In the previous sections we have looked at some of the molecular phenomena behind rising damp - the electrical double layer and the effect of short-range forces acting inside capillaries - as well as at some external drivers such as heating.
In this section we are going to put all pieces together, describing the overall mechanism of rising damp and the phenomena that contributes to its formation.
Water Transport Mechanisms in Masonry
Rising damp is a combination of VAPOR and LIQUID transport mechanisms as vapor and liquid phases jointly co-exist inside the capillaries.
The wetting process of a dry building material is a gradual process. It starts with vapor diffusion and adsorption, and leads through capillary condensation to capillary flow - unsaturated to saturated - as shown below:
Here is a brief explanation of these scientific terms:
The passive movement of vapour molecules between from high to low concentration (natural spreading) until equilibrium is reached.
E.g. perfume or smoke spreading in a room
The attachment of atoms (e.g. water) onto a solid surface, creating an extremely thin film, initially one then several molecules thick. (monolayer and multilayer adsorption).
E.g. misty window
(vapor > liquid)
The occurrence of liquid water and wetting of solid surfaces, the filling of pore spaces with water, A change of phase occurs from gas to liquid.
The flow of liquid water inside the capillaries.
How Rising Damp Starts
The wetting process of a dry wall, in the earliest phase, is triggered by temperature differences. The base of the walls is colder while upper areas are warmer, due to the cooling effect of the ground and the presence of heating. Because warm air is lighter and cool air is denser, the temperature differences translate to pressure differences - higher pressure at the cold base and lower pressure towards the top of the wall.
These pressure differences create a pumping mechanism, moving the vapors up inside the initially dry capillaries, where the deposition of water begins, initially in the form of a very thin, microscopic film.
Liquid Films & Salt Transport in Nanopores
Small, narrow capillaries can get saturated very easily, leading to the build-up of liquid films along the capillary walls.
In very narrow capillaries (with diameters less than 200 nm = 0.2 microns) where capillary water flow is not possible due to the surface tension of water, salt transport can still commence through liquid films on the surface, even in the absence of a capillary flow. This rising damp mechanism, the formation of liquid films in extremely narrow capillaries (2-50 nm) has been studied since the mid 1950s.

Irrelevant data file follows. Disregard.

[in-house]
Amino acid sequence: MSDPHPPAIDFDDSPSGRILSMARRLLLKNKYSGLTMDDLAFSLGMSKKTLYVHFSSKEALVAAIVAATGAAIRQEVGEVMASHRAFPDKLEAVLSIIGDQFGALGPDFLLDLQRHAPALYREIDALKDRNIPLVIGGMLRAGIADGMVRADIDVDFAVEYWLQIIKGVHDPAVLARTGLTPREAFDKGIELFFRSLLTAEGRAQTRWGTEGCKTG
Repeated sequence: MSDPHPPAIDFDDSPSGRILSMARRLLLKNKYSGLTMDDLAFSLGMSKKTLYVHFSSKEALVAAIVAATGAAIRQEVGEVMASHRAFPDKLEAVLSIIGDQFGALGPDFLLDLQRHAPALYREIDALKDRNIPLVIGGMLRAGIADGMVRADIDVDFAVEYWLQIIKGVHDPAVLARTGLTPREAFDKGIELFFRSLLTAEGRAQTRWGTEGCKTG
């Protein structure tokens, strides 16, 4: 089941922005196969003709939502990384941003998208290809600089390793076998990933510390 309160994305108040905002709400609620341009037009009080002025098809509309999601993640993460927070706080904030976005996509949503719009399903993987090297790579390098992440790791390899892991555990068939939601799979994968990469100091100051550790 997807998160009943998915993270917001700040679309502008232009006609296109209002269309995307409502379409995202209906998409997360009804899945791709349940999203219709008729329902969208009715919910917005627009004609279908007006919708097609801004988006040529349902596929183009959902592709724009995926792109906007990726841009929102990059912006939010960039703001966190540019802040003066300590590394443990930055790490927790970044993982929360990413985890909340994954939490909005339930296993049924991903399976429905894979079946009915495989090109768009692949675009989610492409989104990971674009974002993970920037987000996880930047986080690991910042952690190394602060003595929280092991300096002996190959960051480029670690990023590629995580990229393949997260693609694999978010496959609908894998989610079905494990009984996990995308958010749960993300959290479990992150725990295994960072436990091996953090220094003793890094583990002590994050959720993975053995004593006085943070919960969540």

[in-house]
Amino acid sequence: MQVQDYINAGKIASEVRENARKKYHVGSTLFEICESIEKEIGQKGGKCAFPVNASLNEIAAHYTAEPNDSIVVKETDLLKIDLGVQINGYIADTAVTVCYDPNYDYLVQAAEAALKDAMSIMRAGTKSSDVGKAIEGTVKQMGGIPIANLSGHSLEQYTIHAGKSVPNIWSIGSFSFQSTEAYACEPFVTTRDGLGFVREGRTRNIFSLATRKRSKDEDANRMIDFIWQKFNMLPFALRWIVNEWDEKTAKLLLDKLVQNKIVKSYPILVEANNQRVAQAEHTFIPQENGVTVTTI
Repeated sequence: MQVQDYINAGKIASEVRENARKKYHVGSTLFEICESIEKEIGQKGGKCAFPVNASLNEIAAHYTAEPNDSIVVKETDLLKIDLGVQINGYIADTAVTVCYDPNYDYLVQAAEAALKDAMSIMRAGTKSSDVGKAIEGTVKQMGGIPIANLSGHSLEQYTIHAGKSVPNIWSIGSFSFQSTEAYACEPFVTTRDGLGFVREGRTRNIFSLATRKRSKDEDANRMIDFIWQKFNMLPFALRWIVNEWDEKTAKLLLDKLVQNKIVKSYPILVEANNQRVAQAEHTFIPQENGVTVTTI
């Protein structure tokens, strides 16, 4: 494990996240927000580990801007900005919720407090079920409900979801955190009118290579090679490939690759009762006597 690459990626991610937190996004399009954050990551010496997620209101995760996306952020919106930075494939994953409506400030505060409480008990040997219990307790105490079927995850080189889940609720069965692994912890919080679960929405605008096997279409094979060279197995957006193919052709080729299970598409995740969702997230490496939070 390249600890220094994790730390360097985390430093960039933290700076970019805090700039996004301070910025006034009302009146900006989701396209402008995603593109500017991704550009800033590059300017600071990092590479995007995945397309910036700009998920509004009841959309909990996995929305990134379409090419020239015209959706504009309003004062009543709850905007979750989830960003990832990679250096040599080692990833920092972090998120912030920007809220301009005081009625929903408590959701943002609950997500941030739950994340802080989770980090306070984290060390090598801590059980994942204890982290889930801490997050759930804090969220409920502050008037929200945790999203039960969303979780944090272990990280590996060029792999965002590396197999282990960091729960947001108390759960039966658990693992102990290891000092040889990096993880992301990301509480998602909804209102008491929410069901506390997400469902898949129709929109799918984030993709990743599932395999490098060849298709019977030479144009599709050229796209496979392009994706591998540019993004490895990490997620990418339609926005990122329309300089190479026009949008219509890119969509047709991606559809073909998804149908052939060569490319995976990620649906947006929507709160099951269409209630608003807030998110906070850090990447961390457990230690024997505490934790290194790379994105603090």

Capillary Flow - Electrokinetic Phenomena
Once capillary flow has been established, new rising damp mechanisms - the electrokinetic phenomena - enter into play and the process gets significantly more complex.
Electrokinetic phenomena (electro = electric, kinetic = motion) describe a number of short-range molecular phenomena that occur at any solid - liquid interface (e.g. capillary - water boundary), dealing with the movement of water and / or particles suspended in water (e.g. salts). These include some known phenomena such as osmosis or electroosmosis, but there are a lot more - the most important ones are summarized in the table below:
These forces play a significant role at the wall-water interface also known as the electrical double layer. The negative wall surface attracts the positive end of the water molecules, bonding them to the capillary surface by electrostatic attraction.
Small local charges (e.g. crystallized salts) as well as external electric and magnetic fields can also significantly influence the forces in the electrical double layer, especially alternating-current (AC) or pulsed signals, the effects of which - due to their complexity - are not fully understood.
The Presence of Ground Salts
Liquid moisture transport draws up various diluted salts from the ground (chlorides, nitrates and sulphates) which over time accumulate into the building fabric.
A high concentration of salts can often be found in the upper area of the building fabric (about 1 meter high) - this concentration difference turns on another lifting force: osmosis - water starts migrating towards high concentration salt areas,
The presence of salts, through crystallization, can damage the wall fabric significantly; while the effect of hygroscopic moisture onto the brickwork is also not negligible.
The bricks, mortar, water and salts form a complex electrical-physical-chemical system subject to many short-range molecular forces.
This makes rising damp a very complex phenomenon, with many vapour and liquid transport phenomena contributing to the rising damp mechanism, including:
- Vapour diffusion (vapor)
- Monolayer adsorption (vapor)
- Multilayer adsorption (vapor)
- Capillary condensation (vapor-liquid)
- Non-saturated capillary flow (liquid)
- Saturated capillary flow (liquid)
- Capillary osmosis (liquid-solid)
- Electro-osmosis (liquid-solid)
- Streaming potential (liquid-solid)
- Diffusionphoresis (liquid solid)
- Evaporation (liquid-vapor)
- and most likely many others
Here are some of the research papers used for the compilation of the above information:
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